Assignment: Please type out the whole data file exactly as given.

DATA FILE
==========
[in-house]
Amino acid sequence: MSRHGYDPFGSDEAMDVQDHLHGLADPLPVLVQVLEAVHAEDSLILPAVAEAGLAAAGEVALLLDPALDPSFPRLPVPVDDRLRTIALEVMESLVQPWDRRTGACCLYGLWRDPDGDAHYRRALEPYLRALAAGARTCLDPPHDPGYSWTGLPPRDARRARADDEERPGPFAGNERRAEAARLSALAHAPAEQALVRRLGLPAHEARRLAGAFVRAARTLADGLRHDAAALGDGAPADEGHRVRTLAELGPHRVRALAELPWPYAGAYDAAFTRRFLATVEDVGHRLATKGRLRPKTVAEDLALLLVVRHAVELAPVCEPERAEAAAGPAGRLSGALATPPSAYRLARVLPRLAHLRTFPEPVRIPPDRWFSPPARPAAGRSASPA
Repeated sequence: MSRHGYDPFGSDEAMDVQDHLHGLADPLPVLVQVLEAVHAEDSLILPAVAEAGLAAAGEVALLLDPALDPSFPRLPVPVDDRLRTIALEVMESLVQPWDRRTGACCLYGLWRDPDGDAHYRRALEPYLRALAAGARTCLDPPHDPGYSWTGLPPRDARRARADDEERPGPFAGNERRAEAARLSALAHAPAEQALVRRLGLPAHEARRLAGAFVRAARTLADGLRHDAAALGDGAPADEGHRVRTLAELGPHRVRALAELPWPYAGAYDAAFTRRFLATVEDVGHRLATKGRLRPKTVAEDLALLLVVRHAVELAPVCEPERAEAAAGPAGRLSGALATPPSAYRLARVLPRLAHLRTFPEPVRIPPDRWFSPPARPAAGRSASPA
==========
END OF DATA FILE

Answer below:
[in-house]
Amino acid sequence: MSRHGYDPFGSDEAMDVQDHLHGLADPLPVLVQVLEAVHAEDSLILPAVAEAGLAAAGEVALLLDPALDPSFPRLPVPVDDRLRTIALEVMESLVQPWDRRTGACCLYGLWRDPDGDAHYRRALEPYLRALAAGARTCLDPPHDPGYSWTGLPPRDARRARADDEERPGPFAGNERRAEAARLSALAHAPAEQALVRRLGLPAHEARRLAGAFVRAARTLADGLRHDAAALGDGAPADEGHRVRTLAELGPHRVRALAELPWPYAGAYDAAFTRRFLATVEDVGHRLATKGRLRPKTVAEDLALLLVVRHAVELAPVCEPERAEAAAGPAGRLSGALATPPSAYRLARVLPRLAHLRTFPEPVRIPPDRWFSPPARPAAGRSASPA
Repeated sequence: MSRHGYDPFGSDEAMDVQDHLHGLADPLPVLVQVLEAVHAEDSLILPAVAEAGLAAAGEVALLLDPALDPSFPRLPVPVDDRLRTIALEVMESLVQPWDRRTGACCLYGLWRDPDGDAHYRRALEPYLRALAAGARTCLDPPHDPGYSWTGLPPRDARRARADDEERPGPFAGNERRAEAARLSALAHAPAEQALVRRLGLPAHEARRLAGAFVRAARTLADGLRHDAAALGDGAPADEGHRVRTLAELGPHRVRALAELPWPYAGAYDAAFTRRFLATVEDVGHRLATKGRLRPKTVAEDLALLLVVRHAVELAPVCEPERAEAAAGPAGRLSGALATPPSAYRLARVLPRLAHLRTFPEPVRIPPDRWFSPPARPAAGRSASPA